Blue ribbon panel: Business-related teamwork crucialIf Red Wing is to become a poster child for small town economic development, local leaders must combine their efforts, re-brand the city's image and foster homegrown businesses, according to a recent report authored by a mayoral panel.
By: Jon Swedien, The Republican Eagle
If Red Wing is to become a poster child for small town economic development, local leaders must combine their efforts, re-brand the city's image and foster homegrown businesses, according to a recent report authored by a mayoral panel.
The report -- written by Mayor John Howe's "blue ribbon" panel - was accepted by City Council during a special meeting Tuesday.
"This is the kind of thing we've been wanting and waiting for," Council member Lisa Bayley said.
Council members were largely complimentary of the report, though some public officials did make criticisms.
The panel had asked council to incorporate the report into its comprehensive plan, the document that guides Red Wing's development. The council did not take action on that request Tuesday.
City Council President Mike Schultz said the council will consider that measure at a future meeting.
In its report, the panel says it envisions Red Wing leading Minnesota "in the retention and development of high technology, entrepreneurial and small businesses by 2015."
Whether Red Wing reaches that goal hinges largely on city agencies, like the Port Authority, and independent business groups like the Chamber of Commerce finding a way to work together in a more efficient and cohesive way, the report says.
That was the "most central finding of the whole thing," said the panel's co-chairman, Scott Wordelman.
Council members seemed to agree that some level of integration among Red Wing's economic development organs would be a good thing.
But the trick is figuring out how best to do it, Bayley said.
"The devil is in the details and I'm concerned about how do we get this done?" she said during the meeting.
The report also states the city should focus its resources on helping current businesses grow rather than exhaust its efforts trying to lure a major manufacturer.
"The panel's belief is that the future of Red Wing is to focus on its core small business base to ensure their success, growth and long-term commitment to the community," the report states.
Wordelman said Red Wing is limited in the businesses it can draw because it's not located along a four-lane highway, nor does it have numerous large tracts of land available for development. Not that the city would turn its back on a large manufacturer interested in moving to Red Wing, Wordelman said.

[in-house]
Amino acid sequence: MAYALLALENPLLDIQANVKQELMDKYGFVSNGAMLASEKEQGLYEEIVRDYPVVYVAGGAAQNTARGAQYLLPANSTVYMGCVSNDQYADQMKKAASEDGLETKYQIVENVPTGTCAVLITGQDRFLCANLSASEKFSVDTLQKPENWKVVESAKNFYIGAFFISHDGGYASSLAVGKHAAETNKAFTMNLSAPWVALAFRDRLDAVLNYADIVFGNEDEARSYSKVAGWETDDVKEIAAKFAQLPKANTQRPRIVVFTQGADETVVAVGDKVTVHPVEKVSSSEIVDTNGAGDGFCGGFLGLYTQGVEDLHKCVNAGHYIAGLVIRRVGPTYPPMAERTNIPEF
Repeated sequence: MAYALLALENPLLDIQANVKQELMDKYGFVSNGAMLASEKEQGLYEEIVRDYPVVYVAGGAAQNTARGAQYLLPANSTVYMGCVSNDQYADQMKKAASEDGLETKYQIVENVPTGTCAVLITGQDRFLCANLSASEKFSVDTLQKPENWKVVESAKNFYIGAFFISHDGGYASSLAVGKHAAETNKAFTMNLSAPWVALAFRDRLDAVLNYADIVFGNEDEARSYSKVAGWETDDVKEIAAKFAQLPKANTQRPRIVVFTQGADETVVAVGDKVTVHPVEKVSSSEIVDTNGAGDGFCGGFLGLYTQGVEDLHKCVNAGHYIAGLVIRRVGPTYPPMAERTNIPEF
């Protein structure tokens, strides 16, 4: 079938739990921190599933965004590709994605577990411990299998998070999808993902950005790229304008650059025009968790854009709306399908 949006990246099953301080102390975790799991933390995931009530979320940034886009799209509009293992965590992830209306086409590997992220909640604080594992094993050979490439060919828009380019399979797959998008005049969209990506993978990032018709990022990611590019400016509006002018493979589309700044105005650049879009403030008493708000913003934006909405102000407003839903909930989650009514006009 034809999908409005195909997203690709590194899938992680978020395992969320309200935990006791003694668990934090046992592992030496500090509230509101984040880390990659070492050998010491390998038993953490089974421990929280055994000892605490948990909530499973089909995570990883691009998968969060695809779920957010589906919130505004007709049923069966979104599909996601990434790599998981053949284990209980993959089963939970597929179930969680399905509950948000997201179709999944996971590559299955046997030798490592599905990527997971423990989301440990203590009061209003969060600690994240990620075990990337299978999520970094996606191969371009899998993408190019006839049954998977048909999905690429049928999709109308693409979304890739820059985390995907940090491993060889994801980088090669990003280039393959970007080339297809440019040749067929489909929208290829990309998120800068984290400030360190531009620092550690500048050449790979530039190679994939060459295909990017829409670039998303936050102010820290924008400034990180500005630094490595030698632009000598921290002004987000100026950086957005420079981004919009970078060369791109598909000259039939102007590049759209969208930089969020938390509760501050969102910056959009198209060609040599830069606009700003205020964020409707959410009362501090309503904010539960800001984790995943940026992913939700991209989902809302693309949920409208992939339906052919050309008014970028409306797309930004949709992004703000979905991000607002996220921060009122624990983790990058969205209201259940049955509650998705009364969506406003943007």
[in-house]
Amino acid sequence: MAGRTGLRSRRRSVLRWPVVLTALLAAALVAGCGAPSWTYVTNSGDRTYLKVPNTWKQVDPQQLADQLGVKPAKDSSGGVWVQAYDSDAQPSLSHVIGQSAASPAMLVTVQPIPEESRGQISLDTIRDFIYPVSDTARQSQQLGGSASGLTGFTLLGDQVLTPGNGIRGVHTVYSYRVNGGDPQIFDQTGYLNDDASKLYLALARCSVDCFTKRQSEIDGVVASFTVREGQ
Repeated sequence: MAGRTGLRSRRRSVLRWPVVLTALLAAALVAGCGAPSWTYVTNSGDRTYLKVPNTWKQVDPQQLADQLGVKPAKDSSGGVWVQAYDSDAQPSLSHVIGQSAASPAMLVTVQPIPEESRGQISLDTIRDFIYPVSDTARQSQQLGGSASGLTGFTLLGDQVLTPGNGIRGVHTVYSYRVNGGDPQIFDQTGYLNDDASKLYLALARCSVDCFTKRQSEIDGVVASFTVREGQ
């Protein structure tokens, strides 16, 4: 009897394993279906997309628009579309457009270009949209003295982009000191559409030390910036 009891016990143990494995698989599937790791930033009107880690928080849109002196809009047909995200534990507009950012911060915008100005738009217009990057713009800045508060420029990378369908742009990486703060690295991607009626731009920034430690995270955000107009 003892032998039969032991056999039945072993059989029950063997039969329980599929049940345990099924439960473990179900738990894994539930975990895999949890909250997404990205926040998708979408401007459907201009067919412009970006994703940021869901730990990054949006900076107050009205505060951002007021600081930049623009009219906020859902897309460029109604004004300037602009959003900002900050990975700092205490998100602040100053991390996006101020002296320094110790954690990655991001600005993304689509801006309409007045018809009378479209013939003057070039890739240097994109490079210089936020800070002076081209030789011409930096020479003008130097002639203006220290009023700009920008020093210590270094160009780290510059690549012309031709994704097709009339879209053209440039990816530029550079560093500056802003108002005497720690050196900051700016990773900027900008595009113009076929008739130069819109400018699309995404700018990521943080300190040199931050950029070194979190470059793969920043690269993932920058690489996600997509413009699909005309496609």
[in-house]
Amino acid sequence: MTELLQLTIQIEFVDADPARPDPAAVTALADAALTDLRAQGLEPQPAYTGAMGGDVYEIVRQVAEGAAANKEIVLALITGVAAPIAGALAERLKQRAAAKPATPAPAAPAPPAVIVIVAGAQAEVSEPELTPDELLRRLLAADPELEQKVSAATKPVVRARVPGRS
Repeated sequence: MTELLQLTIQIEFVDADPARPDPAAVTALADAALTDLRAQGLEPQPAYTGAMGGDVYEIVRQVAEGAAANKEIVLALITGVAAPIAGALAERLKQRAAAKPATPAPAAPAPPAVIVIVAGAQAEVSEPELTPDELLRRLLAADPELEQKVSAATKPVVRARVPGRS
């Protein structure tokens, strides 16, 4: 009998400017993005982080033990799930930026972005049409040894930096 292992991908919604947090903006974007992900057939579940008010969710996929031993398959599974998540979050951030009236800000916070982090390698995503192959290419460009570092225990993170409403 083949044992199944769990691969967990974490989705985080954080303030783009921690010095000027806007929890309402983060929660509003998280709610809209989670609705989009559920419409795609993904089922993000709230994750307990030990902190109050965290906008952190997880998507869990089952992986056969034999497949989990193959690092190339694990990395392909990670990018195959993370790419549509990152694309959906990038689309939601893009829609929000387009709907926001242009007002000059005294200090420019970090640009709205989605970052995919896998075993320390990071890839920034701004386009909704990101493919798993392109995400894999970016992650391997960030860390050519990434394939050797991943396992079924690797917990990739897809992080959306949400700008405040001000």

Myron White, Port Authority executive director, agreed Red Wing isn't always well set up to attract large businesses.
Meanwhile, White said, the port is working on programs to help small entrepreneurs.
One idea, he said, is a proposed contest, in which the port would to lend money to a person who could write a winning business plan.
There's also been talk of setting up an "incubator," White said. An incubator would be a low-cost location where a fledgling business could grow unburdened by overhead costs. White suggested the program could also provide technical help to the small business owners.
A third recommendation the panel made was Red Wing should work to recreate its image, or lack thereof.
"Red Wing is not perceived to be a politically friendly place to do business," Wordelman said. "Whether that's true or not we have to deal with it."
Co-chairman Dennis Egan said the other thing panel members heard from outsiders is sometimes Red Wing is not thought of at all when it comes to business relocation.
New marketing efforts can help the city's image, Wordelman said. But more important is establishing a business-friendly environment that will make a marketing pitch ring true, he said.
Public officials also had some criticisms of the report.
Port Board member Nona Nelson noted only one panel member represented labor interests.
"Who's representing the working people, the common man?" Nelson asked during the meeting. "Mike Murphy is the only one representing these people and these people are most of Red Wing."
Red Wing Housing and Redevelopment Authority Executive Director Randal Hemmerlin, while complimentary, said the report lacked some things. He asked why the report didn't focus on the growth of the city and Red Wing's status as a regional center.
He added, in general, he believes the city is suffering from "planning fatigue." Hemmerlin said he wants to see more action.
"Let's do something. Let's get something done," he said.
Howe assembled the panel in January and tasked them with drafting a new economic development game plan for Red Wing. The group of local business owners and civic-minded residents has met over the past seven months in meetings that included lectures and workshops. The city budgeted $7,500 for a professional facilitator to support the panel.